The Alkaline Diet is Nonsense
In this Article (Index)
- What is an Alkaline Diet?
- Acids and Alkalis
- How we measure acidity or akalinity: pH
- Our body's pH
- Body Acidity and Alkalinity: a perfect balance
- About the acidic areas of our bodys
- The Fake Science behind the Alkaline Diet
- Acid-Ash and Alkaline-Ash
- You can't alter your body's pH through diet
- Osteoporosis and an acidic diet
- Excessive ingestion of Vinegar
- Cancer and alkaline - acid conditions
- An alkaline diet does not prevent cancer
What is the Alkaline Diet?
The alkaline diet is based on the false notion that you can alter the pH balance of your body and blood by modifying the food that you eat.
It assumes that ingesting more "alkaline" foods than "acid" ones will tip the balance of your body's pH making it more alkaline.
It also states (but offers no scientific evidence to support this notion) that alkalinity is better than acidity, and blames our "acidic" Western diet for a wide range of diseases and health conditions.
Acidic bodies are supposed -and again, these claims are not backed by evidence- more prone to arthritis, kidney, and liver disorders, heart disease, osteoporosis, and even cancer.
It classifies food according to their "ash" content, this "ash" is a residue formed when the food is burned. There are two types of ash:
- Acidic-ash: meat, wheat, grains, sugar, dairy products, alcohol, processed foods, caffeine.
- Alkaline-ash: fruits and vegetables (except prunes, plums, cranberries).
Let's look into each of these assumptions and learn the real science behind our body's "acidity", "alkalinity" and "pH balance":
Acids and Alkalis
Let's first understand what an acid and an alkali are: The distinction is based upon how certain substances behave when diluted in water.
Certain molecules split into atomic structures called "ions" in the presence of water. Ions unlike regular molecules possess an electrical charge which can be either positive (called a cation) or negative (an anion).
An acid is a substance that when it is mixed with water produces an anion and a positively charged hydrogen ion or cation. This cation is a hydrogen atom stripped of its only electron. It is written H+. The remaining part of the diluted acid forms a negatively charged ion.
For instance, hydrochloric acid which is the combination of one atom of hydrogen (H) and one of chlorine (Cl), when diluted in water, dissociates as follows: HCl → H+ + Cl-.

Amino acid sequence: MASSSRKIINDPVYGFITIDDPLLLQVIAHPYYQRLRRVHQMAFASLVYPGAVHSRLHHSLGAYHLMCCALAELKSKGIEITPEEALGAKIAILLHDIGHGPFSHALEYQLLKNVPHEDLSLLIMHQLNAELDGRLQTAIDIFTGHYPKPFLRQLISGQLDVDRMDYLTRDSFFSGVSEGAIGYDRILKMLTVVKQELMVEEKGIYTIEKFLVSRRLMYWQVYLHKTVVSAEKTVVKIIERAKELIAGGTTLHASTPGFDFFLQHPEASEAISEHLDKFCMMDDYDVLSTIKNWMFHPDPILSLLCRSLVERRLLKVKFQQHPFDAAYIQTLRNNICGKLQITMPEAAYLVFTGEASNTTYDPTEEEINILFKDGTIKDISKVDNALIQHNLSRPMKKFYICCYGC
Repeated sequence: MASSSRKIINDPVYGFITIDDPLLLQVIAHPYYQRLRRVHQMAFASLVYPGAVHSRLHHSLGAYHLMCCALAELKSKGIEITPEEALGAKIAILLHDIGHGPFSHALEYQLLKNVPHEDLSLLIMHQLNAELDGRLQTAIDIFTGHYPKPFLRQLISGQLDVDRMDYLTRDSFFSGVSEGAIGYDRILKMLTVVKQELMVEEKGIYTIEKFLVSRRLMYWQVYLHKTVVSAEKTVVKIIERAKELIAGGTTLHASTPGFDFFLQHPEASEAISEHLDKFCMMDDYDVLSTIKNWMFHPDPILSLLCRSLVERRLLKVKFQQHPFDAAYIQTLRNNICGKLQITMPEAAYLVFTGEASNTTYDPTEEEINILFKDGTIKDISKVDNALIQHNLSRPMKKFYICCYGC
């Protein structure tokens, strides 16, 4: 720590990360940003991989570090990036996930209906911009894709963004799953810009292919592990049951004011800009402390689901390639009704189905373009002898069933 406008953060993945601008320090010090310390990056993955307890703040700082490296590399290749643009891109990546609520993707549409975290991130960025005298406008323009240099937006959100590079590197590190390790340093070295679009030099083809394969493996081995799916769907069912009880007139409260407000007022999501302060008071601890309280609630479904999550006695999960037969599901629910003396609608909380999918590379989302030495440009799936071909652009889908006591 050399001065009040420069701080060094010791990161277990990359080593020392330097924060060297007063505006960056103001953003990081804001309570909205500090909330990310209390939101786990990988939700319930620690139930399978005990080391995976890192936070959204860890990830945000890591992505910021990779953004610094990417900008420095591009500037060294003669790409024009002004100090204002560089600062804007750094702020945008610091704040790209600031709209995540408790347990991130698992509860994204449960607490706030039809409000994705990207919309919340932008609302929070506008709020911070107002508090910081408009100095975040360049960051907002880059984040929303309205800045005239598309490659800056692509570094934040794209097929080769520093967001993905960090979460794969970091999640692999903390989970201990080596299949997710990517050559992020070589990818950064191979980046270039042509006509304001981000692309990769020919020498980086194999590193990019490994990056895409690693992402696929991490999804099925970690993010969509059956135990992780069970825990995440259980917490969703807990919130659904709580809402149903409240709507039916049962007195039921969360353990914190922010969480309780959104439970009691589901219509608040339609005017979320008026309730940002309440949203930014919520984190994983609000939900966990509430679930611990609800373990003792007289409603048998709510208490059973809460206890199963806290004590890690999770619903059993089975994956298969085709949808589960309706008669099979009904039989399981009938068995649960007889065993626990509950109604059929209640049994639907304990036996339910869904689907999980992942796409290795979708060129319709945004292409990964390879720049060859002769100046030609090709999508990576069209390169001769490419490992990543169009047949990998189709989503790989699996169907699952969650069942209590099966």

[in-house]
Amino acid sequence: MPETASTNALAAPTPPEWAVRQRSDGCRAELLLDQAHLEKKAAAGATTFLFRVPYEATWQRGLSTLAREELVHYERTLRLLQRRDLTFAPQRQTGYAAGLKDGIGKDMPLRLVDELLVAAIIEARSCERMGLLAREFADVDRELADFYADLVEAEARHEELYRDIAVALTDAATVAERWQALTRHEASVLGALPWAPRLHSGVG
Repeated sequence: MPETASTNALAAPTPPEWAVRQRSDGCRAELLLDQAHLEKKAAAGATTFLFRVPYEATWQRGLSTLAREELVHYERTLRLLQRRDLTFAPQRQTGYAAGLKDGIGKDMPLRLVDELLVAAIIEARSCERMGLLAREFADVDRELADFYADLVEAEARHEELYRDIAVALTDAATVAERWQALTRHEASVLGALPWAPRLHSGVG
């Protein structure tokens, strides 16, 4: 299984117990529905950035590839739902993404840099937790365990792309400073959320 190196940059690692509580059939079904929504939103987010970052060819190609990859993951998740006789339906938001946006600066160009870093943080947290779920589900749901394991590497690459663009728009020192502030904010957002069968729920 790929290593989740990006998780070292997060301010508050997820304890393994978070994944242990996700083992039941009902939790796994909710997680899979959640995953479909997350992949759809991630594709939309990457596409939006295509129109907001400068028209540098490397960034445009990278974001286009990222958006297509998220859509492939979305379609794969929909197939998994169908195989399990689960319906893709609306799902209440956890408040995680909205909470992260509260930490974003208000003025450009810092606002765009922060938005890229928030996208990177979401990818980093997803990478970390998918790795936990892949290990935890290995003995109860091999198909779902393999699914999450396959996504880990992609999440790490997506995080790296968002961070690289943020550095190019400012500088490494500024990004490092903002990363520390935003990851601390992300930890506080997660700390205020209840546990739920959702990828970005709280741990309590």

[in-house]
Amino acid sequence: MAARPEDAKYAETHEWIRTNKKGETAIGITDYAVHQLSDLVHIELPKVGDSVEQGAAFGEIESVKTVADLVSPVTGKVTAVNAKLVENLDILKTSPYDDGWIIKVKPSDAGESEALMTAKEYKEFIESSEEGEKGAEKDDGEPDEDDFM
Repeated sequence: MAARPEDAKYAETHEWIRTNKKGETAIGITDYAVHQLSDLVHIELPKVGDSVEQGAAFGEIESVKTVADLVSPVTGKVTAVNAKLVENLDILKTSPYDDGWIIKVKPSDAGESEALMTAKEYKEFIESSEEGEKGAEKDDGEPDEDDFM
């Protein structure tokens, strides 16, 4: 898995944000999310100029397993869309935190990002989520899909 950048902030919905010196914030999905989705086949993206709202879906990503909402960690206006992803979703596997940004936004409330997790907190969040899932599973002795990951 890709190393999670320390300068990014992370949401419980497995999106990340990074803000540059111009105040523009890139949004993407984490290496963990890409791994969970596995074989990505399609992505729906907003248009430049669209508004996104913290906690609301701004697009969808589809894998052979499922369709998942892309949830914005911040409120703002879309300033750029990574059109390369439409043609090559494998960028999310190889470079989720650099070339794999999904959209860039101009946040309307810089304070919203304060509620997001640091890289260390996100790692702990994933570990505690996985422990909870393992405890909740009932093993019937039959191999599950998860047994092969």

Substances the form H+ are acids.
Some examples of edible acids:
- Acetic Acid (found in vinegar)
- Citric Acid (found in lemons and oranges)
- Lactic Acid (causes the distinctive tang of yogurt)
- Ascorbic Acid (vitamin C)
Alkalis are also known as "basic" or "alkaline" substances; they behave differently in water: one of their components is a negatively charged hydroxyl ion: OH-.
The presence of the hydroxyl ion tells us that a substance is "basic".
For instance, sodium hydroxide (caustic soda) in water splits according to the following chemical reaction: NaOH → Na+ + OH-.
Some examples of clearly alkaline basic edible substances:
- Milk of Magnesia
- Baking soda
How we measure acidity or akalinity: pH
A scale is used to measure the acidity or alkalinity of a substance. It uses a value called pH.
It measures the concentration of hydrogen (H+ cations) or hydroxyl (OH- anions) to define how acid or basic is a given substance.
pH stands for "Potential of Hydrogen", and it uses a logarithmic scale that ranges from 0 (most acidic) to 14 (most alkaline). The midpoint value of 7 is that of a neutral solution.
As the scale is logarithmic and not linear, the difference between two units on the scale is not "one" (1), but "ten" (10). Let's explain this:
If a tomato has a pH of 4, and coffee a pH of 5 (both are acidic), tomatoes are ten times more acidic than coffee. As milk has a pH of 6, tomatoes with a pH of 4 are two units away, or 10 by 10 = 100 times more acidic than milk.
Vinegar with a pH of 3 is 10 times more acidic than tomatoes, 100 times more acidic than coffee, and 1000 times more acidic than milk.
Our body's pH
Evolution has shaped our biochemical processes over billions of years. Although some regions of our bodies are highly acidic (the stomach for instance uses HCl or hydrochloric acid to help us digest food) overall the body has a pH of approximately 7.4, which is slightly alkaline.
The reason for this is that the enzymes that catalyze (speed up) our body's biochemical reactions can only work within a very narrow pH range. Any shift in pH either towards a more acidic or a more alkaline environment will disrupt our body's biochemistry and cause our death.
Body Acidity and Alkalinity: a perfect balance
A stable pH range is critical for survival. Any changes in our body's pH are quickly adjusted back to its correct value. This process is known as "homeostasis" from the Greek words "homo" = "the same" and "stasis" = "standing still".